Starting seeds inside is a great way to save some money, but it does take some planning and patience.
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|In this guide|
|- How to start seeds inside|
- When should you start seeds inside
- What do you need for growing seeds indoors
How to start seeds inside
- Soak the seeds in water overnight
For most seeds, soaking them overnight in water will help you have a better yield of germination (or seeds that sprout).
2. Place seeds in moist bowl and into ziplock bag
After your seeds have soaked overnight, place them on a wet paper towel and into a zip log bag. Let this sit for 1 to 2 days until your seeds have started sprouting.
Make sure your paper towel stays wet.
3. Carefully plant sprouted seeds
Transfer your sprouted seeds into a planter or seed starting tray. We especially like this self-watering seed starter tray from Amazon, but any planter will work.
You can start your seeds in a planter, but doing the first 2 steps will help you see which seeds are probably going to grow and helps you eliminate the seeds that are duds.
4. Water Daily until well established
While the seedlings are still under the soil, simply mist or spray some water on the soil. Once daily is usually all you need to do.
Once the seedling has popped out of the soil, water every couple of days. This helps promote root growth because the soil won't be moist all the time so the plant's roots will have to grow down to get moisture.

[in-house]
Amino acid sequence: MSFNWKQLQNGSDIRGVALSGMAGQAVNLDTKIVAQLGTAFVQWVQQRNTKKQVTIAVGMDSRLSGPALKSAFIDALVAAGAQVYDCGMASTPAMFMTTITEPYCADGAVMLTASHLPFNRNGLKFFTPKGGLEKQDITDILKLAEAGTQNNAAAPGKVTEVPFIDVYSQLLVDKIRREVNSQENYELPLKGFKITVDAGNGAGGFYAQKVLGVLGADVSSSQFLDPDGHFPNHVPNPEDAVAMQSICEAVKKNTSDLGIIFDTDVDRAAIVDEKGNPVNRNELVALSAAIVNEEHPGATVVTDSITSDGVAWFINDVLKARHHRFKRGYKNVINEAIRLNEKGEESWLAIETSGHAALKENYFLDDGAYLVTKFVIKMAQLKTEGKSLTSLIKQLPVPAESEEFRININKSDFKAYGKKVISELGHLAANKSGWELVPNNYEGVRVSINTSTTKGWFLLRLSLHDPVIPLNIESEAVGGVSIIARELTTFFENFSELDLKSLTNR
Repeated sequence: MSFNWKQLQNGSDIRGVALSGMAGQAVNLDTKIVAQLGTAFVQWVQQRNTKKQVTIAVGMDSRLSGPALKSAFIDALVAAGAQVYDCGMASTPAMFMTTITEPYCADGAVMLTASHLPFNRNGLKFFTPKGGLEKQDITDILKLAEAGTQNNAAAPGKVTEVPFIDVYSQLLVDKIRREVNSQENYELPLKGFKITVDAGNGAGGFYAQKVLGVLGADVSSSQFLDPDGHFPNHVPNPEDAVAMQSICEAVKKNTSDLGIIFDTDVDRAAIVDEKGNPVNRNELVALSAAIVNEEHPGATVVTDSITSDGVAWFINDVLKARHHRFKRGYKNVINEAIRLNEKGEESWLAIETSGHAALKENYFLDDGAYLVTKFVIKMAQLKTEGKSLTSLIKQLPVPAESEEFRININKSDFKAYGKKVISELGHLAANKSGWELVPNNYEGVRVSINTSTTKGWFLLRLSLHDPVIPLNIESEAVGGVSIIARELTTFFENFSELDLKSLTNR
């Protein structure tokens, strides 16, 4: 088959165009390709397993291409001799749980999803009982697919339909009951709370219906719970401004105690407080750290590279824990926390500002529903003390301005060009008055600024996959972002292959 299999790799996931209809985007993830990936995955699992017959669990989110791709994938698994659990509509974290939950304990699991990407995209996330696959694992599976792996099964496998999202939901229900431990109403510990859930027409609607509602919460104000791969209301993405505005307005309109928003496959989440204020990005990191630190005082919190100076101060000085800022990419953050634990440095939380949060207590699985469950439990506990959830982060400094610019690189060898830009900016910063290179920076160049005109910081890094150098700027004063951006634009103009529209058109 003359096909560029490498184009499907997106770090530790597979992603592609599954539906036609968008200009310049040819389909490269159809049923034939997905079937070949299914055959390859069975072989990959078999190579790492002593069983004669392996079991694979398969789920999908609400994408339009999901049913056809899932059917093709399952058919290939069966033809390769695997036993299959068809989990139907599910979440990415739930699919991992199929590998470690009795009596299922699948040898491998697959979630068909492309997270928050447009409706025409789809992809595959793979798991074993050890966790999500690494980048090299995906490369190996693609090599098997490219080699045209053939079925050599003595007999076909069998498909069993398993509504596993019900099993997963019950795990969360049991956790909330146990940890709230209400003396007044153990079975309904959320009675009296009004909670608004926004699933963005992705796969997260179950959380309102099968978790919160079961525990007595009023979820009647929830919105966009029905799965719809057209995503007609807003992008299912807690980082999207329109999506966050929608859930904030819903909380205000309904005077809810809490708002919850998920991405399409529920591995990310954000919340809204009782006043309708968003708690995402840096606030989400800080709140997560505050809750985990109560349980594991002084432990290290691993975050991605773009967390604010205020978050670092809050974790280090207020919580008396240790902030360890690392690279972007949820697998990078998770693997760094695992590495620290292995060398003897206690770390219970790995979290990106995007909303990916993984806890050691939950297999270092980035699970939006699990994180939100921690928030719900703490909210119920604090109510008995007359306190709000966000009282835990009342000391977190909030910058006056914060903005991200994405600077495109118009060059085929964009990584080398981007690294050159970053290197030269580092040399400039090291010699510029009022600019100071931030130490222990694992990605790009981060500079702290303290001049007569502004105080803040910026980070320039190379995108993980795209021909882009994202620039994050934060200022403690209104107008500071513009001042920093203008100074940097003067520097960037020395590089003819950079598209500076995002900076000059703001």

5. Gradually introduce them to the outside
Seedlings that have been growing inside have the optimal climate. Placing them outside right away can seriously shock the plant and kill it.
Once your plants have a good amount of growth, take them outside for a few hours a day. Every day, keep them out a little bit longer until they are fully acclimated to your climate.
If it's an especially windy day, bring small delicate plants back inside or they could get damaged and die.
When should you start growing seeds inside?
Depending on the plant you are trying to grow, start your seeds the last week of frost or freezing temperatures in your area.
Most plants don't take long to germinate and grow, and the sooner you can acclimate your plants to the outside the sooner you get some more room back in your home!